Early exposure to seasonal flu lowers susceptibility later in life
A new study published in eLife reports that individuals who come down with influenza A have a lower risk of infection later in life. The research also shows that early exposure to the seasonal flu has an influence on the effectiveness of flu vaccines.
The findings may ultimately help to predict age-specific risks of contracting the flu.
The seasonal flu is an acute respiratory infection that has three types – A, B and C. Influenza A viruses are classified into subtypes, and the A(H1N1) and A(H3N2) are the subtypes that are currently in circulation.
Each year in the United States, the flu causes around 100,000 to 600,000 hospitalizations and 5,000 to 27,000 deaths.
The seasonal flu evolves rapidly, and the emergence of new strains leaves more people susceptible to infection. However, it has been difficult for experts to determine how susceptibility arises and changes over time.
Study first author Philip Arevalo is a postdoctoral researcher in the Department of Ecology and Evolution at the University of Chicago.
“Since the risk of influenza infection in a given age group changes over time, factors other than age may affect our susceptibility to infection,” said Arevalo. “We wanted to see whether these differences can be explained in part by the protection gained from childhood flu infection, which has lasting impacts on the immune response to future infections and the protection against new influenza A subtypes.”
The researchers set out to measure the effects of early flu exposure and to understand how this exposure may influence the effectiveness of vaccines.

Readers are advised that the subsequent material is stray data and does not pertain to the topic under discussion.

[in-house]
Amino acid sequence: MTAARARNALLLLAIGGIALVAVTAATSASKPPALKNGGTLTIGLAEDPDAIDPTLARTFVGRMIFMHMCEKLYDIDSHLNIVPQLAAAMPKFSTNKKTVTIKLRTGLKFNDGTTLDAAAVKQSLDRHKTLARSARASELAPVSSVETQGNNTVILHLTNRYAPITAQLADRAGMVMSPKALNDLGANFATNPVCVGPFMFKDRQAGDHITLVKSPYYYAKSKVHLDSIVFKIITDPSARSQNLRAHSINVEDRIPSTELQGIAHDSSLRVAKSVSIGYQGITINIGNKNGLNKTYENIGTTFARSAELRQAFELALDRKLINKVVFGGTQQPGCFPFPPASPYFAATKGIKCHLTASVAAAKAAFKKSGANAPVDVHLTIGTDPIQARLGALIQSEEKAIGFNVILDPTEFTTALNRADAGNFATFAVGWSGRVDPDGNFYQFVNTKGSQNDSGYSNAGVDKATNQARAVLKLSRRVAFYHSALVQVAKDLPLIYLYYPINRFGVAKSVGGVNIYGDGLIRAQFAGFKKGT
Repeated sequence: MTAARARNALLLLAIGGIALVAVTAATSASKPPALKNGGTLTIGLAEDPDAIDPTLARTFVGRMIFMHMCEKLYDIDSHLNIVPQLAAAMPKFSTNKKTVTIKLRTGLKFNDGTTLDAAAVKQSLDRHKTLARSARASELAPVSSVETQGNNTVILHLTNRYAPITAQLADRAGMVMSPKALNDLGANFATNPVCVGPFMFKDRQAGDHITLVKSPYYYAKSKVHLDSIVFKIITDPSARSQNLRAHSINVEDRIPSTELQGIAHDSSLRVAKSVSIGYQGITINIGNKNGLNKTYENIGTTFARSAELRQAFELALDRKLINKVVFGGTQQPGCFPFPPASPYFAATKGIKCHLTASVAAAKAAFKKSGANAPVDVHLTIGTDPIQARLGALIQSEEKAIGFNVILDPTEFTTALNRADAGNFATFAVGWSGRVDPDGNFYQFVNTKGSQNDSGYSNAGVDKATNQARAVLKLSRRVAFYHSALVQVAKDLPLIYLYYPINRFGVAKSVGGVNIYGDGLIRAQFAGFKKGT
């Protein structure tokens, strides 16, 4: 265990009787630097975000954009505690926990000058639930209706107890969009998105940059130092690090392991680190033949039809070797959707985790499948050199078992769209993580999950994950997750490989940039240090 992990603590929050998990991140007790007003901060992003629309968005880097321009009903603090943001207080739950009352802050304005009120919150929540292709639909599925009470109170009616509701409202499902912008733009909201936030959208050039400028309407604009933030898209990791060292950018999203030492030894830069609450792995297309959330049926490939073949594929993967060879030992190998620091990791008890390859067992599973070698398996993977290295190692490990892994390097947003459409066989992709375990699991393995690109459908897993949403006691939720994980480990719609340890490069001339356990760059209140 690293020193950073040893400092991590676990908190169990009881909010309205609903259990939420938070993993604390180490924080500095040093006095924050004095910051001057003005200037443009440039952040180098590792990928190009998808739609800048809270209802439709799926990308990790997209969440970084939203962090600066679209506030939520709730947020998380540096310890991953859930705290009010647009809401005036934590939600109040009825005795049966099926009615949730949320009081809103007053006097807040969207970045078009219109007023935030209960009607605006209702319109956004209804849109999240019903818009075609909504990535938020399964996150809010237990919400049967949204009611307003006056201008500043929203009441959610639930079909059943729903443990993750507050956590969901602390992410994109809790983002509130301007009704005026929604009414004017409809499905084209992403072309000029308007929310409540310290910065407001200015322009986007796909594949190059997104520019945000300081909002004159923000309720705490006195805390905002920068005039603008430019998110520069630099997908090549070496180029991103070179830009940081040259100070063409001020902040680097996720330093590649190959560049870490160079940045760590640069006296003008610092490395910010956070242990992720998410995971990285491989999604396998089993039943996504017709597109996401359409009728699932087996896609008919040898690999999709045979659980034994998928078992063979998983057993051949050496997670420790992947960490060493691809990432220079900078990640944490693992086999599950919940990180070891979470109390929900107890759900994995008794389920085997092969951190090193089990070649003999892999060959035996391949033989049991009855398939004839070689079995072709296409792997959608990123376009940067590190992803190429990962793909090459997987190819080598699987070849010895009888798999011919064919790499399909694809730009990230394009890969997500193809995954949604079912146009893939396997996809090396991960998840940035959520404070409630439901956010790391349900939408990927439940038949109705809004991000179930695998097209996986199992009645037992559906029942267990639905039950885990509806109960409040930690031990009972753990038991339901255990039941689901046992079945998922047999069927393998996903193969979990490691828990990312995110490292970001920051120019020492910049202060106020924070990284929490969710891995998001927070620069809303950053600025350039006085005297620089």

The investigation was focused on data from the 2007-2008 to 2017-2018 flu seasons in the Marshfield Epidemiologic Study Area (MESA) in Marshfield, Wisconsin. During the study, individuals were recruited and tested for flu when seeking care for acute respiratory infection.
The team applied statistical models to the data to analyze the documented flu cases along with vaccine effectiveness.
The analysis showed that despite the large-scale evolution of influenza A subtypes H1N1 and H3N2 over the study period, early infection reduced the likelihood of an individual seeking medical attention for the same subtype later in life. This effect was found to be stronger for H1N1 compared to H3N2.
The study also revealed that the effectiveness of a flu vaccine varies with both age and birth year, suggesting that flu vaccinations are also influenced by early exposure.
“We hope the findings from our study will improve our understanding of influenza epidemiology and the low and variable effectiveness of the seasonal flu vaccine,” said study senior author Sarah Cobey. “This would lead to better forecasting and vaccination strategies to help combat future flu seasons.”
The study is published in the journal eLife.